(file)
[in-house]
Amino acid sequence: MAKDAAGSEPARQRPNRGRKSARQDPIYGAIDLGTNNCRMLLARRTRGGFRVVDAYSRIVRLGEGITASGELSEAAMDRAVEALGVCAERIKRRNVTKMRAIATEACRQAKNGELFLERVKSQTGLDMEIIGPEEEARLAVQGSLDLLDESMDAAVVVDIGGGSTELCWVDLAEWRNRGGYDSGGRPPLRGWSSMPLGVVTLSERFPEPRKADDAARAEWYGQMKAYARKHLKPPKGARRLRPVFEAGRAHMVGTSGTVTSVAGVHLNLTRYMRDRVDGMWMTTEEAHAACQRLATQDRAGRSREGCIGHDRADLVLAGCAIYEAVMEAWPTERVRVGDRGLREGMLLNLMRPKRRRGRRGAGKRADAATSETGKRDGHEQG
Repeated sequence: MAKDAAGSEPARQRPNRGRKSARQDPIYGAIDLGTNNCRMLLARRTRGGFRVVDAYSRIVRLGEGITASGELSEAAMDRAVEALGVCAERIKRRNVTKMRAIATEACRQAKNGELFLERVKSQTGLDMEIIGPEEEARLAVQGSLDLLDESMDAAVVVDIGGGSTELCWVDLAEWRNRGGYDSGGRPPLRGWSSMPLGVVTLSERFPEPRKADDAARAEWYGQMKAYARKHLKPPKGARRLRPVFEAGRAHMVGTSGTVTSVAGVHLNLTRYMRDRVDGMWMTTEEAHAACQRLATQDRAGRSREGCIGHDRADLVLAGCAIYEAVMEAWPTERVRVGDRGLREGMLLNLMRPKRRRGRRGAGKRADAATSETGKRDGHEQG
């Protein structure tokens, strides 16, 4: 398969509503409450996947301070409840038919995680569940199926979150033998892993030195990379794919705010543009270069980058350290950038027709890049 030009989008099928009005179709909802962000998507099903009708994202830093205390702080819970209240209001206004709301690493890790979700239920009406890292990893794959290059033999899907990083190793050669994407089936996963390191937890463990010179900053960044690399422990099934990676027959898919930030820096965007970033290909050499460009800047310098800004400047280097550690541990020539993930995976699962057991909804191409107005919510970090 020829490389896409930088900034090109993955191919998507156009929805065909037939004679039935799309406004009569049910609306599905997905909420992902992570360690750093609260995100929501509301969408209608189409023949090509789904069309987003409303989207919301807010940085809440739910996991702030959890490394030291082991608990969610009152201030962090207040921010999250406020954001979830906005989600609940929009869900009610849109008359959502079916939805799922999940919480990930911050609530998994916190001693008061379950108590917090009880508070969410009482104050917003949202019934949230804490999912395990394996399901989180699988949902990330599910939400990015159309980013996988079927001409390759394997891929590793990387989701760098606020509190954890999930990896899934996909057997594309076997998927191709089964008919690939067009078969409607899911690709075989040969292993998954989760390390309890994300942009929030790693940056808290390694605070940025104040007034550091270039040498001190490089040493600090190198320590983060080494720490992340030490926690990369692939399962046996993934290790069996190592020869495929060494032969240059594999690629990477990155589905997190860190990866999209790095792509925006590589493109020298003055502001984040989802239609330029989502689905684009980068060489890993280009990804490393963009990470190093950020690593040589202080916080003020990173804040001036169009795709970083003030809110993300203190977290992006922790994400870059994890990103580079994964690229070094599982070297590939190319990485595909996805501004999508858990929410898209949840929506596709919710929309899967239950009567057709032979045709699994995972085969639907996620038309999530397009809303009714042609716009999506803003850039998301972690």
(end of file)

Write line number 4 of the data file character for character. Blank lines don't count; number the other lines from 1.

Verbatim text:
């Protein structure tokens, strides 16, 4: 398969509503409450996947301070409840038919995680569940199926979150033998892993030195990379794919705010543009270069980058350290950038027709890049 030009989008099928009005179709909802962000998507099903009708994202830093205390702080819970209240209001206004709301690493890790979700239920009406890292990893794959290059033999899907990083190793050669994407089936996963390191937890463990010179900053960044690399422990099934990676027959898919930030820096965007970033290909050499460009800047310098800004400047280097550690541990020539993930995976699962057991909804191409107005919510970090 020829490389896409930088900034090109993955191919998507156009929805065909037939004679039935799309406004009569049910609306599905997905909420992902992570360690750093609260995100929501509301969408209608189409023949090509789904069309987003409303989207919301807010940085809440739910996991702030959890490394030291082991608990969610009152201030962090207040921010999250406020954001979830906005989600609940929009869900009610849109008359959502079916939805799922999940919480990930911050609530998994916190001693008061379950108590917090009880508070969410009482104050917003949202019934949230804490999912395990394996399901989180699988949902990330599910939400990015159309980013996988079927001409390759394997891929590793990387989701760098606020509190954890999930990896899934996909057997594309076997998927191709089964008919690939067009078969409607899911690709075989040969292993998954989760390390309890994300942009929030790693940056808290390694605070940025104040007034550091270039040498001190490089040493600090190198320590983060080494720490992340030490926690990369692939399962046996993934290790069996190592020869495929060494032969240059594999690629990477990155589905997190860190990866999209790095792509925006590589493109020298003055502001984040989802239609330029989502689905684009980068060489890993280009990804490393963009990470190093950020690593040589202080916080003020990173804040001036169009795709970083003030809110993300203190977290992006922790994400870059994890990103580079994964690229070094599982070297590939190319990485595909996805501004999508858990929410898209949840929506596709919710929309899967239950009567057709032979045709699994995972085969639907996620038309999530397009809303009714042609716009999506803003850039998301972690």